Thursday, August 7, 2014

A tale of a powerful empire and of a riotous kingdom

History, it is said, doesn't repeat itself, but it does rhyme. In particular, the times of the Roman Empire are a remarkable source of events rhyming with those of modern times. For instance, the ancient Romans had developed a number of propaganda technologies which were remarkably similar to the ones we use today. The image above (source), from the Trajan column in Rome, may be seen as accusing Rome's enemies of the time, the Dacians, of preparing for war by building a fortress - perhaps breaking a previously agreed pact. So, let me tell a tale of Roman times. I won't tell you what exactly it rhymes with in our times, but I think it will be easy for you to understand.

The Roman Empire had become rich and powerful on the precious metals, gold and silver, that the Romans mined in Spain. (the details are described here, and here). The problem for the Romans was that gold is a mineral resource and mineral resources don't last forever.

With the first century of our era, the production of gold and silver from the Roman mines started declining and the Empire started showing signs of trouble. The Jewish revolt of 66 CE was one of these signs: it almost destroyed the Empire. Eventually, however, the Romans managed to crush the rebellion and, by sacking Jerusalem, they obtained a nice stash of gold to replenish their badly depleted reserves. But the problem remained: the gold sacked in Jerusalem could not last forever. How to get the gold necessary to pay the legions which ensured the Empire's survival?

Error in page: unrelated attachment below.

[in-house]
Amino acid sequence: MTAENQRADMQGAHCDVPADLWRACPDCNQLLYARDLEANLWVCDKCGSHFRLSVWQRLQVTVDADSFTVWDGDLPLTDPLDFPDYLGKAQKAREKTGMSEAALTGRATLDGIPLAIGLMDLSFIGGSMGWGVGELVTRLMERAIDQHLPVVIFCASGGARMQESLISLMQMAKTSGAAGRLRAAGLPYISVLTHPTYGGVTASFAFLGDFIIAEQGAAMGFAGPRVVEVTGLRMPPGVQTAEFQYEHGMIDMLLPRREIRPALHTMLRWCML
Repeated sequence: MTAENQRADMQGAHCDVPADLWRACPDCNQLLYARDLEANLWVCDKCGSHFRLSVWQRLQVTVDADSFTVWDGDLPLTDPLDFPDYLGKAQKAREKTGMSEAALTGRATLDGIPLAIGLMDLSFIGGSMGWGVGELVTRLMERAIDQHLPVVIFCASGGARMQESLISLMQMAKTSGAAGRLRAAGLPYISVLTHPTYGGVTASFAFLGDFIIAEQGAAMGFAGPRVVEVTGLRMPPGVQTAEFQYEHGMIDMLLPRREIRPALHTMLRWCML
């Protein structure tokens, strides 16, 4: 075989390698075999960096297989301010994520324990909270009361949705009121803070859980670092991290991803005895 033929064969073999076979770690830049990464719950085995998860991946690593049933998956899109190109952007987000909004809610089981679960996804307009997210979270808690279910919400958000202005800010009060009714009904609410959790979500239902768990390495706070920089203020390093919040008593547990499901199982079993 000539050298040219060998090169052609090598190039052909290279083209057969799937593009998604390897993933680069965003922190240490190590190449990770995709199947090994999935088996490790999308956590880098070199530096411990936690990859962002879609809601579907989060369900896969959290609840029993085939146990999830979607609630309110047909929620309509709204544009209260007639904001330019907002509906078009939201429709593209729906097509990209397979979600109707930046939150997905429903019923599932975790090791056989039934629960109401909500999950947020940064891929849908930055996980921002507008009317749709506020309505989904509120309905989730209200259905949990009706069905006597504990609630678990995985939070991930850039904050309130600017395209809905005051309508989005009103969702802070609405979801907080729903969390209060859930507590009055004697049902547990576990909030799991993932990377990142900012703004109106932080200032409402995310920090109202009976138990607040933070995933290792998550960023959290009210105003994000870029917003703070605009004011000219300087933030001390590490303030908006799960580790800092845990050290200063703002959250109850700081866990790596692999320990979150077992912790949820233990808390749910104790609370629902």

At this point, the Romans noticed that a small a kingdom on their North-Western border, Dacia, still had producing gold mines. The Dacians had been building up their production and by the start of the 2nd century CE they could dream of using this gold to their advantage; maybe to create a small empire of theirs.

The situation was clear: the Romans needed gold, the Dacians had it. The Roman had a powerful army, the Dacians a much less powerful one. The consequences were obvious: the Romans invaded Dacia during the early years of the 2nd century CE. It was a risky gamble, because the Dacians put up a stiff resistance, but eventually they were defeated and the Romans took control of their gold mines. With the newly found gold, the Romans tried to conquer their rival empire: Parthia, on their Eastern border. They failed miserably at that. If the gold of Spain had yielded a whole empire to the Romans, the gold of Dacia yielded strictly nothing except Dacia itself. And Dacia was the first border province to be abandoned by the empire less than two centuries after having been conquered. Then, the empire which slowly faded away from history as it was condemned to do.

This is the story. Now, as a little exercise in history-rhyming, let's list its main elements.

  • A powerful empire plagued by excessive military expenses and by declining mineral resources (Rome)
  • A short lived boost of resources for the empire (the sack of Jerusalem)
  • A growing regional power, with still productive mineral resources (Dacia)
  • A large rival empire (Parthia) 
  • A remarkable capability of using propaganda for military purposes (Rome)

Now, try to fit in this scheme the modern equivalents of the ancient ones. As you can see, history really rhymes a lot. It is not surprising: the way humans behave is determined by the way their brain works. And that has not changed much in the past and - from what we are seeing happening around us nowadays - is not changing at all.

But one more thing that history teaches us is how futile some human efforts are. Think again of the desperate attempt of the Romans to conquer Dacia. They succeeded, but they took a tremendous risk: the campaign was enormously expensive and, had they failed, the result could not have been anything but the disintegration of the empire. And, anyway, the gold of Dacia turned out to be insufficient to keep the empire expanding. The Roman Empire, just like our modern economy, could survive only by growing. Once it couldn't grow any longer, it withered and died.